For reference, the current footprint of Dallas is 340 square miles with a population density of 3,825 people per square mile. This results in a total population of 1.3 million people. Our new Dallas would have a footprint of 170 square miles with a density of 7,650 people per square mile – maintaining our current population of 1.3 million. In this scenario, would Dallas suddenly feel like New York City? No. New York City, with a footprint of 300 square miles, has a density of 28,500 people per square mile that results in a population of 8 million people. Our new Dallas would be one-third the density of New York City with half the footprint. There would still be ample room for people to spread out in the Texan way, yet our city could function much more efficiently.
So, what would this new Dallas look like? To begin, current open space and public parks would be preserved. Open public space is important to maintaining a healthy urban environment. This summer I experienced first-hand what urban parks in a dense city are like when I spent four days in New York City. Each neighborhood had their own park and even during the middle of the day, there was a flurry of activity. White Rock Lake, Kiest Park, or Reverchon Park – to name a few – would remain unchanged, while the neighborhoods around them might absorb an increase in density. These parks are important to the fabric of the city because they serve as proverbial front yards that foster and encourage community connectivity and activity.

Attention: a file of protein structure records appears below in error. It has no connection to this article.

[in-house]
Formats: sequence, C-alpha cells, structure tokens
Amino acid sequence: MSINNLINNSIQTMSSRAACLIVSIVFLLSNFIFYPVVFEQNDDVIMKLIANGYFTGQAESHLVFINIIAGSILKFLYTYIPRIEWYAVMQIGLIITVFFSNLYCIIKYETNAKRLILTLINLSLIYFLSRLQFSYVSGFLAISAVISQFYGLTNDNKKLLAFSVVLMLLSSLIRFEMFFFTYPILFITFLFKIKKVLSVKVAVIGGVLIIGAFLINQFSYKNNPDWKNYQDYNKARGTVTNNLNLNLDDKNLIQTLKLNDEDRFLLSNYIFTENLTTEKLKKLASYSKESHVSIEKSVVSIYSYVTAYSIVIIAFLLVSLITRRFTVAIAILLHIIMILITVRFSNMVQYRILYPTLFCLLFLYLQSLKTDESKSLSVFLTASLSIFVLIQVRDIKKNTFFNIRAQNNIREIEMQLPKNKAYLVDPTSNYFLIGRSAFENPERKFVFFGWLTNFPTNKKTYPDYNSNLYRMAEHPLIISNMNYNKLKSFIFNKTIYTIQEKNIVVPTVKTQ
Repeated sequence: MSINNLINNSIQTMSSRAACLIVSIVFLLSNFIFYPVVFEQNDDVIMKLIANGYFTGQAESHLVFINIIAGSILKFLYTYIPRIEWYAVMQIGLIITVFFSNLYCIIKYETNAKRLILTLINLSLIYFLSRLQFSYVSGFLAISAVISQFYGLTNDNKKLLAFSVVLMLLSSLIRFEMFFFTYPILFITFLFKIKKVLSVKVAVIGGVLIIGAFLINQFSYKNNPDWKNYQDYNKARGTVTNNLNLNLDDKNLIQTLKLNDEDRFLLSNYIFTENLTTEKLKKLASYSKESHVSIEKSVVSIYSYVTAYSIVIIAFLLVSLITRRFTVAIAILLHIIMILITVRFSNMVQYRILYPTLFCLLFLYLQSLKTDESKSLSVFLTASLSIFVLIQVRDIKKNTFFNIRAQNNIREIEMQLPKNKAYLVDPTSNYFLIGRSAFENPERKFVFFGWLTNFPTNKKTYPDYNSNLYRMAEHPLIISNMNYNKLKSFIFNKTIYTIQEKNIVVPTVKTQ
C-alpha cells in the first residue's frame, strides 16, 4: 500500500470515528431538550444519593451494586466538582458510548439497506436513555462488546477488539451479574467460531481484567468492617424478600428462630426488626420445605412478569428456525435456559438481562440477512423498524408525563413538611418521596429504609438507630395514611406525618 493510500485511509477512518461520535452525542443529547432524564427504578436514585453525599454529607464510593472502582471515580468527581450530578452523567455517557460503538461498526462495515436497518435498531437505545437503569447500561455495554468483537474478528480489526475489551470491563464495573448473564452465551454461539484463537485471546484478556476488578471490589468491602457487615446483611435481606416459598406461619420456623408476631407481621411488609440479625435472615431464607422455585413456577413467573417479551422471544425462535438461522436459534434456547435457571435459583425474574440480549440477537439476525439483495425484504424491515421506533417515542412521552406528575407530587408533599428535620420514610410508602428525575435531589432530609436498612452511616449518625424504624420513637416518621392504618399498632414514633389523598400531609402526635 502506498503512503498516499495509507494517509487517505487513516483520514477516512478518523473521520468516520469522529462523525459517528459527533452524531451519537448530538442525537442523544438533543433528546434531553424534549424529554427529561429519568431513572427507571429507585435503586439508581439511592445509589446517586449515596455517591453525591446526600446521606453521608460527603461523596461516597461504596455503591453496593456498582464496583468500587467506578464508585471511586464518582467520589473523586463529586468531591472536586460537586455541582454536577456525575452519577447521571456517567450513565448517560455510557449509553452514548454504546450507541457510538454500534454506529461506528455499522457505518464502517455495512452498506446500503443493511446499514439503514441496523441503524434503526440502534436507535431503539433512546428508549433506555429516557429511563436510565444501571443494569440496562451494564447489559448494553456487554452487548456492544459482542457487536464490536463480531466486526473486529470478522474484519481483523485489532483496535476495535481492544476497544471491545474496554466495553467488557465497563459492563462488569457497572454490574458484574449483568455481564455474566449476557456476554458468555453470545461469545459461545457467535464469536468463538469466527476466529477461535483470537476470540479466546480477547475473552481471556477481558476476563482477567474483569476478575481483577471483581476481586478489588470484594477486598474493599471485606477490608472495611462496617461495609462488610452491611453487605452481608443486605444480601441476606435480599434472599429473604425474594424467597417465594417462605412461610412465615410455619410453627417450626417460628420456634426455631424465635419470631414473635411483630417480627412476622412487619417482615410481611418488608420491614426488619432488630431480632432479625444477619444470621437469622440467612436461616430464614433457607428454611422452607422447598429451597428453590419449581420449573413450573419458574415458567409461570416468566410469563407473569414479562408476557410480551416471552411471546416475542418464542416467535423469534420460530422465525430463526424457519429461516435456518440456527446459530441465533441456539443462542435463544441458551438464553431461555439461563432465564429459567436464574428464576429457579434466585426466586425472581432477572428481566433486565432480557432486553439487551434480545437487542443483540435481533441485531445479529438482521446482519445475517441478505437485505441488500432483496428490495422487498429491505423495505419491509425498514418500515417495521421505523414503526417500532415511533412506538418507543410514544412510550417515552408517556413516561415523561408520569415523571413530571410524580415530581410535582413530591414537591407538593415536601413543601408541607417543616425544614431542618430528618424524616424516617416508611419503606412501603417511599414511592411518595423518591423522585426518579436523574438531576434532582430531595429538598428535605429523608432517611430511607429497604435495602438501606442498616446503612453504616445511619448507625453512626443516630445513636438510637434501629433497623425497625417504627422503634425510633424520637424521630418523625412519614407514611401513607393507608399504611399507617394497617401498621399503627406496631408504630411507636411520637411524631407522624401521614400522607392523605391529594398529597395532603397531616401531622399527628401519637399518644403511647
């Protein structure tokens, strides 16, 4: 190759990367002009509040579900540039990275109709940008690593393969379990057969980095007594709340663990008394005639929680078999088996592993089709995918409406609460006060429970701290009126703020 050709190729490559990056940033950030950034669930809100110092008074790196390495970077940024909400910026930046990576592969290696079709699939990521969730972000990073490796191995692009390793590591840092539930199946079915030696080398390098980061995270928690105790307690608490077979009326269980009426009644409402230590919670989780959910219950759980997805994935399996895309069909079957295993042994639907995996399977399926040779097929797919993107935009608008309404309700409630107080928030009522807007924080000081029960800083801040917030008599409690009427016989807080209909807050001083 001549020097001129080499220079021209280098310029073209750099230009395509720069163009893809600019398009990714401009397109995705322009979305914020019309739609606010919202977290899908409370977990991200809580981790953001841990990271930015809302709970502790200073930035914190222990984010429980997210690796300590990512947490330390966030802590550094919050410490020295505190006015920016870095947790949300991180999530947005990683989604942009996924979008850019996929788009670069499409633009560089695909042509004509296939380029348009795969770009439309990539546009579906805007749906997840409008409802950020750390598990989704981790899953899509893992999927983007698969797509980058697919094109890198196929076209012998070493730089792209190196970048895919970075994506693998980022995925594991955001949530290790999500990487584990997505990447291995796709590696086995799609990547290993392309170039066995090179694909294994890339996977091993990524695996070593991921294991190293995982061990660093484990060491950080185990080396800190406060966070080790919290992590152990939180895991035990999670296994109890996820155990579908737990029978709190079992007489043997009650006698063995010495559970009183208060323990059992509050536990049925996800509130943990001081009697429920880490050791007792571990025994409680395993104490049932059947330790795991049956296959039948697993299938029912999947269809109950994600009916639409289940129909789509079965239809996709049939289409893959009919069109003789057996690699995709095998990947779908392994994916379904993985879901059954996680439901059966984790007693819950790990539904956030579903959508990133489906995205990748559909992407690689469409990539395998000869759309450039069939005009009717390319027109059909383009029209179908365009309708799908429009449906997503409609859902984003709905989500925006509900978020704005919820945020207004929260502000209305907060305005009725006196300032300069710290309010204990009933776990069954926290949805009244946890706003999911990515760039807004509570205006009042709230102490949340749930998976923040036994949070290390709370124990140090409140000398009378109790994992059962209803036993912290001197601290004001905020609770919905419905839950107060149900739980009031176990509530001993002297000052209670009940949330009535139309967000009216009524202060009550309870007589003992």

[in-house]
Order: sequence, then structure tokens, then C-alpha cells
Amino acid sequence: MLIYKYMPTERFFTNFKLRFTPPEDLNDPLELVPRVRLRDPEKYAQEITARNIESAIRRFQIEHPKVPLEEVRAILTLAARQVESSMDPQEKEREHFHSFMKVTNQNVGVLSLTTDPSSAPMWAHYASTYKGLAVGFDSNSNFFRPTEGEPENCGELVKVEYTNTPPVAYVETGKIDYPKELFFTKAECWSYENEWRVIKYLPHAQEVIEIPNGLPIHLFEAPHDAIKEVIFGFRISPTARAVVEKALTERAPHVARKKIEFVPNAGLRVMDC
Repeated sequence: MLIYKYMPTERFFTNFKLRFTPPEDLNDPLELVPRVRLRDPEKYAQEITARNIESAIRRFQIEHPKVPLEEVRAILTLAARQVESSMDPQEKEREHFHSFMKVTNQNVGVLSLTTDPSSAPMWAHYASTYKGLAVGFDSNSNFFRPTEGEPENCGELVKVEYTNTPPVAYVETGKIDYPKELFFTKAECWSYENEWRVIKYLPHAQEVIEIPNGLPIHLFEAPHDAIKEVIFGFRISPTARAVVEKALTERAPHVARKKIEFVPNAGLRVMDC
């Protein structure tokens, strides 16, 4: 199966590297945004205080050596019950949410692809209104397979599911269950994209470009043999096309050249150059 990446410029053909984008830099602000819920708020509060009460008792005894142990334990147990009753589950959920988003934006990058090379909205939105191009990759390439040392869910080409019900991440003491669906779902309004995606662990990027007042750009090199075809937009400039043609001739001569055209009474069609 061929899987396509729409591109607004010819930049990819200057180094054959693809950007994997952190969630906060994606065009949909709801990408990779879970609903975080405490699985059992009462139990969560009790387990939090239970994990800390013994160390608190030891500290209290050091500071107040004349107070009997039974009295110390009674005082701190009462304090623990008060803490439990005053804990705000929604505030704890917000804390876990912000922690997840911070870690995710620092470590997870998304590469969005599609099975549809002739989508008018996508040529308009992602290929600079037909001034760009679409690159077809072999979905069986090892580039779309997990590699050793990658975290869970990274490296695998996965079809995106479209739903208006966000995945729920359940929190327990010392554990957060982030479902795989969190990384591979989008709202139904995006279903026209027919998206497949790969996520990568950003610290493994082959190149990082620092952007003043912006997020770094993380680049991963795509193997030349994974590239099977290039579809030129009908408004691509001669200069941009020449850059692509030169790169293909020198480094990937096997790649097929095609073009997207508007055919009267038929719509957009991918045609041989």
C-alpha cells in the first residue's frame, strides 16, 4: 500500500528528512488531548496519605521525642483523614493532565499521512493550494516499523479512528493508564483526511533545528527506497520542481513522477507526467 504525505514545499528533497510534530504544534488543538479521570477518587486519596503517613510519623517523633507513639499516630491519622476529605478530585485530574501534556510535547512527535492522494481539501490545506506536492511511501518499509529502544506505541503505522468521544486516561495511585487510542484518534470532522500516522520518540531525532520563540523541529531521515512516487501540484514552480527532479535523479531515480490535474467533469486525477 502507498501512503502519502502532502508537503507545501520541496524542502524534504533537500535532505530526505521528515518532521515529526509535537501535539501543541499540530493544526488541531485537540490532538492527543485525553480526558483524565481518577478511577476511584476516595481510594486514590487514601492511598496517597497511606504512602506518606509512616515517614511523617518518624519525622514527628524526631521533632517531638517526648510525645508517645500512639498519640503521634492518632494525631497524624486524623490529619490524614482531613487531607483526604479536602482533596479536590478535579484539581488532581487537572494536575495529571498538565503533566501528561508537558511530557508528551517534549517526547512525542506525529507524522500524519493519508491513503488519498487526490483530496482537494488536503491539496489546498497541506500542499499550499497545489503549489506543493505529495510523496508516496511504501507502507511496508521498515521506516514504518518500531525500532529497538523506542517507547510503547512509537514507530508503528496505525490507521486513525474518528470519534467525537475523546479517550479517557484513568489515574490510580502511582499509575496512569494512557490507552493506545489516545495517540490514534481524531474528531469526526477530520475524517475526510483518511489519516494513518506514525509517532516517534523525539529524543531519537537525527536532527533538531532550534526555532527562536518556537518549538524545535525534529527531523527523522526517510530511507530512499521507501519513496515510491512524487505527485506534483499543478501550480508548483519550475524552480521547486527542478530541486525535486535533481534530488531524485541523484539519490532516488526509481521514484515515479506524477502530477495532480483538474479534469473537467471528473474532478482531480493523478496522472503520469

With an increase in density, it’s imperative that an increase in public transportation must follow. Roads would be downsized or removed because there would more options for transportation, and people would be able to live closer to their jobs. Our city would become less reliant on the individual automobile as a means of access to a job. With fewer and smaller roads to maintain, the city council could appropriate more funding for the expansion of local public transportation. Neighborhood connectivity and not suburban commuting would be the new focus of our public transit systems. Instead of roads dividing communities, activated sidewalks and human-scale development along our thoroughfares would unite communities. Simply put, a walkable neighborhood is an equitable neighborhood.